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Everything you need to know to keep your eyes healthy

Everything you need to know to keep your eyes healthy

With a few simple lifestyle modifications and general care, you can significantly reduce the risk of damage to your vision
Representational Image | iStock

Preventing common eye problems is simpler than you think. Consuming a healthy diet, quitting smoking, reducing alcohol consumption, using the right safety gear, and protecting your eyes from ultraviolet radiation are all measures anyone can take to ensure healthy vision.

While for most a visit to an ophthalmologist is a bi-yearly affair, people with co-morbidities such as diabetes and hypertension, or those with a family history of glaucoma are in risk groups that should consult their ophthalmologist more regularly. 

Regular checkups

Different regimens of checkups are prescribed for different conditions such as age-related abnormalities or differences in intraocular pressure due to comorbidities that an individual may have. 

“Diabetic retinopathy and glaucoma are two silent killers [of the eye] that one should always watch out for as they come with no symptoms,” says Dr R. Kim, Chief Medical Officer, Aravind Eye Hospital, Madurai. “People who have a family history of glaucoma and/or diabetes should do computer examinations to check their eye pressure at least once a year.”

Dilated eye examinations should be done once every two years for people who have a risk of developing glaucoma or have a family history of glaucoma, according to the Centre for Disease Control and Prevention, US. 

“Glaucoma, diabetes, hypertension, high cholesterol – all of these can cause a lot of problems with the eye and should be regularly monitored,” Dr Kim emphasises. 

Protection from UV rays 

Ultraviolet or UV radiation can be carcinogenic and an excess amount of it can damage your retina. 

Studies have shown that extended exposure to UV radiation causes multiple issues in the eyes like photokeratitis; a solar burn of the cornea and conjunctiva (also known as welder’s flash), solar retinopathy, cataract, erythema of the eyelid and retinal damage. 

“One of the reasons we ask people not to look at the sun directly during an eclipse is because the ultraviolet radiation gets focussed clearly on the central part of the retina, giving you a solar burn,” says Dr Anita Sethi, Director of Ophthalmology, Fortis Memorial Research Institute, Gurugram. 

The same holds true for everyday life as well. An excess of UV radiation is one of the primary causes of age-related macular degeneration, Dr Sethi explains. It has no treatment as the resultant scarring and nerve damage cannot be reversed. Hence, wearing sunglasses while the sun is at its zenith, and throughout the day, should be the norm. 

Even cataracts in the elderly have been attributed to excessive exposure to UV radiation. These rays make oxygen in the eye unstable, in a process called oxidative stress, that drives a chamical reaction that damages the proteins that make up the eye lens. This leads to cloudy appearance of the lens, as the damaged proteins clump together and scatter the light entering the eye, rather than focusing it on the retina.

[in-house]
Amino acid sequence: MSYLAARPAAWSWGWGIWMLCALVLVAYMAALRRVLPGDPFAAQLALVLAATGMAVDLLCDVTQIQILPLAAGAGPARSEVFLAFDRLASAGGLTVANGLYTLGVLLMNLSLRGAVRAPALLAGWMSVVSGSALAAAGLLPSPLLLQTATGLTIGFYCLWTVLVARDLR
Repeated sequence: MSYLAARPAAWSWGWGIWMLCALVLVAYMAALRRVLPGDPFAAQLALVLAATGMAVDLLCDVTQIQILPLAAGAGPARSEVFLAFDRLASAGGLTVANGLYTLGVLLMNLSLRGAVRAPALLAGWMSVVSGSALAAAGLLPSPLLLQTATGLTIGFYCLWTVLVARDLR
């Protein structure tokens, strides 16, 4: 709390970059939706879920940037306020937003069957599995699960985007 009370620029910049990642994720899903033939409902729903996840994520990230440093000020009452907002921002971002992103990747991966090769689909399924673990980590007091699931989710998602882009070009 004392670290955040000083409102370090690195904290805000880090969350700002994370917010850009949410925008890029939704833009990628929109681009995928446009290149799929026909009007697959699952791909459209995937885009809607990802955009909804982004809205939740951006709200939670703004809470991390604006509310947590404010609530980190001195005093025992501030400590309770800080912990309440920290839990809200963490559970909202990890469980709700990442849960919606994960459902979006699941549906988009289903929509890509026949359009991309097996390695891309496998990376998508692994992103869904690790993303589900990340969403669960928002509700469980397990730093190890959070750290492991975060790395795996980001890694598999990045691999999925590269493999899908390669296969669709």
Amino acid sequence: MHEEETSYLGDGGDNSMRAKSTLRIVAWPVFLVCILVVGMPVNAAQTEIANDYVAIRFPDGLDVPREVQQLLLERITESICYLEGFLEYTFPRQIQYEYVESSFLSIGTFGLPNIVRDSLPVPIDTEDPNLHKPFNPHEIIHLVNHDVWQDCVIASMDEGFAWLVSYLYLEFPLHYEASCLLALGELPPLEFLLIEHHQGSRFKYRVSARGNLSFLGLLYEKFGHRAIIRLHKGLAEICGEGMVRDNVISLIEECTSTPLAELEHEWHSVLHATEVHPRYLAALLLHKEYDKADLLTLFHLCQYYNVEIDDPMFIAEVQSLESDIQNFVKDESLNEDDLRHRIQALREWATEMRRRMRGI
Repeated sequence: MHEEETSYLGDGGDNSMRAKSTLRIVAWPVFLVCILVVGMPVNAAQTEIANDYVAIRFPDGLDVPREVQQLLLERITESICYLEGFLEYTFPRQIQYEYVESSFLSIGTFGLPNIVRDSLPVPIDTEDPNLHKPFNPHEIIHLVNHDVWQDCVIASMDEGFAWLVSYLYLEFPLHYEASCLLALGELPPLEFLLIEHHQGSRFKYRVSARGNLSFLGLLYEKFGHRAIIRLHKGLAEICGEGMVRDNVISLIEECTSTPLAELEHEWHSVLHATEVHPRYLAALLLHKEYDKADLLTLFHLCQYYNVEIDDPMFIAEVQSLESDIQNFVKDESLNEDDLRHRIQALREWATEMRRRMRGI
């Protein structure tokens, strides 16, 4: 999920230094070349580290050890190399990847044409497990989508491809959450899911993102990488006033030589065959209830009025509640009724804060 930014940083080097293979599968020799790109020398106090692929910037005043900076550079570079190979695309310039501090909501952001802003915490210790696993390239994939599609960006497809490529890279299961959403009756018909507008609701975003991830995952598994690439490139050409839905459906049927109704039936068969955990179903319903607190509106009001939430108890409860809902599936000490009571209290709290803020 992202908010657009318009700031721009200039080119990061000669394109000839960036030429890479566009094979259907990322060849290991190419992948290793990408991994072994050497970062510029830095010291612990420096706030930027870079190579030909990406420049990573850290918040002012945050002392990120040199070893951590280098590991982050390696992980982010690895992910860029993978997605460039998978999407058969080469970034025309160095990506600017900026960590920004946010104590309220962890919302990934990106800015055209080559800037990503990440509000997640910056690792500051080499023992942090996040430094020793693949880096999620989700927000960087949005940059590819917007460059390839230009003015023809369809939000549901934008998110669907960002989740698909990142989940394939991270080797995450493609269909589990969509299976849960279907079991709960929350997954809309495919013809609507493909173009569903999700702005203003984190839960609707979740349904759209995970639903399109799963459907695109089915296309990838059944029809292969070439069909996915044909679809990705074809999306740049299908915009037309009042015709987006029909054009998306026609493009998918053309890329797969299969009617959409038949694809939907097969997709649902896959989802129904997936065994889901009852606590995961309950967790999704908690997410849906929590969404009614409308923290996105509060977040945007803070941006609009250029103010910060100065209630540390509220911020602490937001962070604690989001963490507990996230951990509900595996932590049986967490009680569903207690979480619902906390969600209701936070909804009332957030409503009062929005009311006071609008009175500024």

20-20-20 rule for acuity 

Otherwise known as Digital Eye Strain, Computer Vision Syndrome (CVS), is an issue that affects as many as 60 million people worldwide. 

The way out is simple: using artificial tear drops, applying the `20-20-20 rule’ and blinking consciously and frequently while working at the computer for long periods.

The `20-20-20’ behaviour that ophthalmologists suggest is simple. After looking at the screen continuously for 20 minutes, stare at an object that is placed 20 feet away for 20 seconds.

This practice relaxes your eye muscles which tend to go rigid after staring at the screen for a long time. It also helps to spread a film of tears and keep the cornea moist and lubricated.

Studies also show that our blink rate per minute reduces from 17 blinks before to six blinks after working for some time on the computer. 

Getting rid of toxic habits

Not getting enough sleep, not eating right and unhealthy habits like smoking and excessive drinking can lead to a condition called toxic amblyopia. Amblyopia, otherwise known as “lazy eye”, is a condition in which one eye loses its ability to focus on objects while the other eye is fully functional, giving the dysfunctional eye a droopy appearance.

Studies have shown that if not addressed properly at the right time, excessive consumption of alcohol and tobacco also causes significant reduction of vision. 

Diet above all

“Diet is everything,” says Dr Rohit Shetty, vice-chairman and clinical scientist, Narayana Netralaya in Bengaluru. “If the body gets good nutrition, so will the eyes.”

Our eyes need retinol or Vitamin A to function efficiently. This can be got by consuming green leafy vegetables, carrots, cabbages and spinach, mango, papaya, apricots and red peppers. Vitamin A is also found in cheese, eggs, oily fish, milk and yogurt.

According to UK’s NHS, The human male body needs at least 700 micrograms (µg) of retinol per day, while women need 600 µg. This can be obtained by following a diet that includes some, if not all, of the foods specified above. 

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